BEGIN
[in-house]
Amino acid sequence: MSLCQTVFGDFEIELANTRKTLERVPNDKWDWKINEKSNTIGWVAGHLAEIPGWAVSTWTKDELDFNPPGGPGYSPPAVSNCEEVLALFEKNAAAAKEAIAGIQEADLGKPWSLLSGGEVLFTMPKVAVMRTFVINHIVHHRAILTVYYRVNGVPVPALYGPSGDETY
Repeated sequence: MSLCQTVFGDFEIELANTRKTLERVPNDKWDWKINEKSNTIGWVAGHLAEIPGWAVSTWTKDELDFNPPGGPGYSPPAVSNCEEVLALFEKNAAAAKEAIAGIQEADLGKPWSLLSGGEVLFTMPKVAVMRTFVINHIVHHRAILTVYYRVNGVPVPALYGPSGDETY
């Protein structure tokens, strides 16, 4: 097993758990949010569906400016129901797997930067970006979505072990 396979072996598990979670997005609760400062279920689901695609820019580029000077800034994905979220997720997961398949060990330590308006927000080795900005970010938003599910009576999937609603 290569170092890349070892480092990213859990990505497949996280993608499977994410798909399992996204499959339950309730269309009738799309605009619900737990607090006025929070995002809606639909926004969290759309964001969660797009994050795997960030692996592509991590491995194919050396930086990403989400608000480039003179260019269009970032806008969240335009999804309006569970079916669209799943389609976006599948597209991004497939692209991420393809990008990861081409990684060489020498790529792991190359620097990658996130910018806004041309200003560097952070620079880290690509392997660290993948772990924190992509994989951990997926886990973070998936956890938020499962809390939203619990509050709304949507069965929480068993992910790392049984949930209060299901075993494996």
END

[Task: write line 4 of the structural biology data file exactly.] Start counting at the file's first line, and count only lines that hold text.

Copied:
């Protein structure tokens, strides 16, 4: 097993758990949010569906400016129901797997930067970006979505072990 396979072996598990979670997005609760400062279920689901695609820019580029000077800034994905979220997720997961398949060990330590308006927000080795900005970010938003599910009576999937609603 290569170092890349070892480092990213859990990505497949996280993608499977994410798909399992996204499959339950309730269309009738799309605009619900737990607090006025929070995002809606639909926004969290759309964001969660797009994050795997960030692996592509991590491995194919050396930086990403989400608000480039003179260019269009970032806008969240335009999804309006569970079916669209799943389609976006599948597209991004497939692209991420393809990008990861081409990684060489020498790529792991190359620097990658996130910018806004041309200003560097952070620079880290690509392997660290993948772990924190992509994989951990997926886990973070998936956890938020499962809390939203619990509050709304949507069965929480068993992910790392049984949930209060299901075993494996």